Archive | November, 2010

Explore History with the Black Heritage Trail

29 Nov

I have mentioned before that I am extremely interested in different cultures, which is why I studied in England. That is also the reason I have concentrations in Italian and African American Studies. During my African American History class, my professor took us to Park Street and we met up with someone from the National Park Service. We then went walked the Black Heritage Trail.

The Black Heritage Trail is on every map I own of Boston. Yet, it is never mentioned and barely walked. But I have to say that everyone should go on it, but not just for the history. Yes, you learn a lot about the history of African Americans in Boston, and New England, and you see a lot of famous/important places for African Americans. But you also see the area. The Black Heritage Trail is in Beacon Hill, an extremely historic and expensive area of Boston. It is also gorgeous and, minus all the politics and politicians, perfect.

I know most people have been to Beacon Hill, I mean who hasn’t seen the state house? But the Black Heritage Trail shows you things you probably missed, such as The Phillips School, the Charles Street Meeting House, Abiel Smith School and the African Meeting House. Information on the tour, which is run by the Museum of African American History, can be found here. Guided tours are available Memorial Day through Labor Day, so not now, but maps and guides are provided and special tours can be arranged.

A map of the Black Heritage Trail

Also, while you are in the area there are a few streets I suggest you check out (especially if you are with out-of-towners). Either take a detour while on Pickney Street or do a whole separate trip.

Acorn Street: This tiny street is considered the most picturesque street in Boston, and for that matter all of New England. It is the definition of New England. I thought it was adorable, but I also think there are other cute streets out there. It runs parallel to Mt. Vernon.

Acorn Street

Louisburg Square: This area, sandwiched between Pickney Street and Mt. Vernon Street, is considered one of the most expensive residential neighborhoods in the country. Louisa May Alcott, the author, lived there and Senator Kerry currently lives there. It’s fancy.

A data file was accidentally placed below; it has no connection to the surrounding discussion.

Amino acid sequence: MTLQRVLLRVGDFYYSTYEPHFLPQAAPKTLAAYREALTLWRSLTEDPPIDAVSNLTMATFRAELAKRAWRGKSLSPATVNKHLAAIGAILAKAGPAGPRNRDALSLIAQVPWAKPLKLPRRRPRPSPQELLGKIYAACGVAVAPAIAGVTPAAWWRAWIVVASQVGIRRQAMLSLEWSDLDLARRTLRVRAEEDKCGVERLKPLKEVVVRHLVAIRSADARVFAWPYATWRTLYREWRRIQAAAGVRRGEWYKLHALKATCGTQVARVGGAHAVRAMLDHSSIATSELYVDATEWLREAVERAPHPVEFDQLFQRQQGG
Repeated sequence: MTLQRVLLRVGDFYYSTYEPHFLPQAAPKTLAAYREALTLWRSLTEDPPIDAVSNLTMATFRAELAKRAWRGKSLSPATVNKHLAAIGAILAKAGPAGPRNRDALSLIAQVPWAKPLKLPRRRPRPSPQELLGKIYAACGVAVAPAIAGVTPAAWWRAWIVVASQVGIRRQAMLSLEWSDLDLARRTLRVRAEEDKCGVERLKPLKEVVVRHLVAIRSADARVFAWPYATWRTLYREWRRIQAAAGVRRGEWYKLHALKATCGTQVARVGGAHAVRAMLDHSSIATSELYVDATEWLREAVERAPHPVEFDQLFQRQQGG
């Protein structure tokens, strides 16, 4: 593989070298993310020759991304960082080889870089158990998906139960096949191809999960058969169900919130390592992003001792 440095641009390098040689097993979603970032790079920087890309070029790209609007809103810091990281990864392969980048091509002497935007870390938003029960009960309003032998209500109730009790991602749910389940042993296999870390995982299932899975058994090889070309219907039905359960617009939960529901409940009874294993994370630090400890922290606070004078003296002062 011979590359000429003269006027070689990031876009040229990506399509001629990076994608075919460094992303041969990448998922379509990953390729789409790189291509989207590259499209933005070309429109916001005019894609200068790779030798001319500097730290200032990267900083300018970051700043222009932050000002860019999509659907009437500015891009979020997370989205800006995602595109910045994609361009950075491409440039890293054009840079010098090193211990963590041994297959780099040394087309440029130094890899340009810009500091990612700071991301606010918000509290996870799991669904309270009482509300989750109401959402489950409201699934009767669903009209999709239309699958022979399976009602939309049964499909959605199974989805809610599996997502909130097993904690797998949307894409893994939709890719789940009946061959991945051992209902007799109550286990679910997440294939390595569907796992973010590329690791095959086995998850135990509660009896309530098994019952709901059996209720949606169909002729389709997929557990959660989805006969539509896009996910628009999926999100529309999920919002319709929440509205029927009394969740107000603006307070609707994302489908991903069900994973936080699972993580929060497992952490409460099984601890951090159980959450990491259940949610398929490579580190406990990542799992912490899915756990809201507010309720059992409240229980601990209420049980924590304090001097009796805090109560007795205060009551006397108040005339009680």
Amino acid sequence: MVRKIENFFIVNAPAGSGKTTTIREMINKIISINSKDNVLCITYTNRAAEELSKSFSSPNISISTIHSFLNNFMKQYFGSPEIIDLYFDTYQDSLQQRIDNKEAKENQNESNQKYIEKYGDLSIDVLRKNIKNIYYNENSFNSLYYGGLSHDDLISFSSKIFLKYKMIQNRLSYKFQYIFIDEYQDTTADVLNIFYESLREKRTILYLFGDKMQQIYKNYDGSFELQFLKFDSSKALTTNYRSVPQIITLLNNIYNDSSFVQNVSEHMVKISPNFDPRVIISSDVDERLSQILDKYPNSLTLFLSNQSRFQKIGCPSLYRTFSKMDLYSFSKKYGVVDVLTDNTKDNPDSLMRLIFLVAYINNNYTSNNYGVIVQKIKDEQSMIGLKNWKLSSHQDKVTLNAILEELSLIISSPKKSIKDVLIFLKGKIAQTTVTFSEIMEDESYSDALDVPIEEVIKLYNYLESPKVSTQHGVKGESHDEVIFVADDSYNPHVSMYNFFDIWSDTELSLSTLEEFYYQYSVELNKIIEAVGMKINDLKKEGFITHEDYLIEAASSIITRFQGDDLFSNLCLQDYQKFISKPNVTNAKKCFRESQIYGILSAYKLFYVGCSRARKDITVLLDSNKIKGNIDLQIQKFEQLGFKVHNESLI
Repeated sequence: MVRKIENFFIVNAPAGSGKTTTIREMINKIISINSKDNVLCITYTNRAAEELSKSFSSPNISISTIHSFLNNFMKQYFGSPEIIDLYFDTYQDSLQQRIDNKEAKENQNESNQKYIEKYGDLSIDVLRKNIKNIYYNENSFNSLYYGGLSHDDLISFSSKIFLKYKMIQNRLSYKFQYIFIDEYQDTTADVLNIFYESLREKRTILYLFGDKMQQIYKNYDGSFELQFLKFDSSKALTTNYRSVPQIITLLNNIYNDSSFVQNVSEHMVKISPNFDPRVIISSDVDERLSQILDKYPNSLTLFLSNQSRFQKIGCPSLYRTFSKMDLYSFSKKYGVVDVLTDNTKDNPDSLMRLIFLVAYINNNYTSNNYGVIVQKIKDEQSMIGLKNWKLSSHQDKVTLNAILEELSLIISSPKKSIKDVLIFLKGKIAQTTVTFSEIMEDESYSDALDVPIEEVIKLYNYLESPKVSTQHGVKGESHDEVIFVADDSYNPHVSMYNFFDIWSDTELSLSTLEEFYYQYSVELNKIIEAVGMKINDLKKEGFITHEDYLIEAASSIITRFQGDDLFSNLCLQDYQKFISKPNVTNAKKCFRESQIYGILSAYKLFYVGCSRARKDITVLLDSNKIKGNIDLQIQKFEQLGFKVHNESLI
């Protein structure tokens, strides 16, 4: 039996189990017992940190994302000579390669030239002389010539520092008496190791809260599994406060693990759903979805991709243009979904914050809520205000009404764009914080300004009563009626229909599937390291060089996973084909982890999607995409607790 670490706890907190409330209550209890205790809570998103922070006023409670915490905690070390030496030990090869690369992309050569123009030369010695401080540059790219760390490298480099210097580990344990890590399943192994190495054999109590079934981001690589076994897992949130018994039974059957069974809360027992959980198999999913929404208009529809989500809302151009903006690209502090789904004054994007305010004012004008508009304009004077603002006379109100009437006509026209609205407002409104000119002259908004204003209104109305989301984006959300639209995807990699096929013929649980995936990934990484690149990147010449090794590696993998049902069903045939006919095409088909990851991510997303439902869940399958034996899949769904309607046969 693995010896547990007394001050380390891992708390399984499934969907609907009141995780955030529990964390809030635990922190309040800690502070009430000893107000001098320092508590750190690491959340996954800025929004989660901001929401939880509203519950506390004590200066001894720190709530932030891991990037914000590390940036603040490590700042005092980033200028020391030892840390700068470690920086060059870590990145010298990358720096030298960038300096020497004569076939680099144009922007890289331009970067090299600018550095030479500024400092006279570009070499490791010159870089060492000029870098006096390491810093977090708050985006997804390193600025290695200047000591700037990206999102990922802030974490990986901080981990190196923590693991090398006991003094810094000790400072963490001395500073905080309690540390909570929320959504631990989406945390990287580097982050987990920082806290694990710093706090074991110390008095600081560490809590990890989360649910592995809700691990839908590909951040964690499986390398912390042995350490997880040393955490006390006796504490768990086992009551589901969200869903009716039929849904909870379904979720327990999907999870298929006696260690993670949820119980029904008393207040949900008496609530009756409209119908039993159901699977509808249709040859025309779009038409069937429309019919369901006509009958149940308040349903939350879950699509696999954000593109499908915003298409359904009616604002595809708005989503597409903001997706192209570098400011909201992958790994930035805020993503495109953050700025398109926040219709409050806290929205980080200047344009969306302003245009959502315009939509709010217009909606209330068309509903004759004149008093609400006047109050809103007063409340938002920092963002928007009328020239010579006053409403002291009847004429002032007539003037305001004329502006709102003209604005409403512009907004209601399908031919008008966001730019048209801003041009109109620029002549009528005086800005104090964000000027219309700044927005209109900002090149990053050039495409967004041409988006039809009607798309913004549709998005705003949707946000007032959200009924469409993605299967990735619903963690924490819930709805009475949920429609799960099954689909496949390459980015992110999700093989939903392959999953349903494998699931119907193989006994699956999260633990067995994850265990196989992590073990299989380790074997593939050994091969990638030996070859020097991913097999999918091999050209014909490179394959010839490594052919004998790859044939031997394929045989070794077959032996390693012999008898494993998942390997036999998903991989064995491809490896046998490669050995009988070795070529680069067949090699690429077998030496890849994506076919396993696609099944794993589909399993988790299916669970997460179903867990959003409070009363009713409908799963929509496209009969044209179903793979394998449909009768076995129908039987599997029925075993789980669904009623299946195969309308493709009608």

Louisburg Square- Notice the park in the middle of the street

Mt Vernon Street: This long street parallel to Pickney and running right into the state house, once earned the title of the most civilized street in America, whatever that means. It is cute though.

Charles Street: Chances are you have been there, but in case you haven’t I had to say it. Cute/adorable seems to be the words of the day.

 So, how do you get to the Black Heritage Trail and all these cute streets? I say take the Red Line or the Green Line to Park Street and start in front of the state house. It is the easiest. If you are really against Park Street (which would be weird) I suppose you can get off MGH on the Red Line or Bowdoin on the Blue Line. But both are on the back end of the trail and a little out of the way.

Go Back to College

28 Nov

Marsh Plaza at BU, and the sculpture dedicated to Dr. Martin Luther King Jr.

A while ago I talked about going to sporting events at different schools in the Boston area. But I suggest going to a college or university whenever you are bored (and not for the parties. Well, if you want to go to the parties I guess you can, but I am talking about just exploring the areas).

This past summer, my job involved traveling to other universities for tournaments and camps. I went to Umass Amherst (not my favorite), Amherst College (gorgeous), Tufts University (beautiful and close), Endicott College (umm… it is essentially on the beach) and Harvard University (the stadium looks like the Colosseum in Rome- amazing).

I know, I know, why the hell would you want to either go to another school that you don’t go to or never went to? Isn’t it kind of boring, dull and a waste of time? I say no, and the people who say that don’t appreciate different cultures, because that is what I ultimately think a college campus is- a culture. They all have something different to offer and they all have a different feel to them. Some are more modern, while others look like castles, and they all have something special about them.

I got tickets to a Boston College football game in September. Now, BC is our rival but I have never been on their campus. I was honestly scared that I would walk on that campus and fall in love, feel like I made the wrong choice when choosing a college. But it was amazing to see different schools, the schools’ library, the church on campus; it really was phenomenal and made me think about the students and alumni of that school and how they spent their four (plus) years there. It made me feel more connected to others and more connected to Boston, and Boston’s culture of being a student city.

Boston College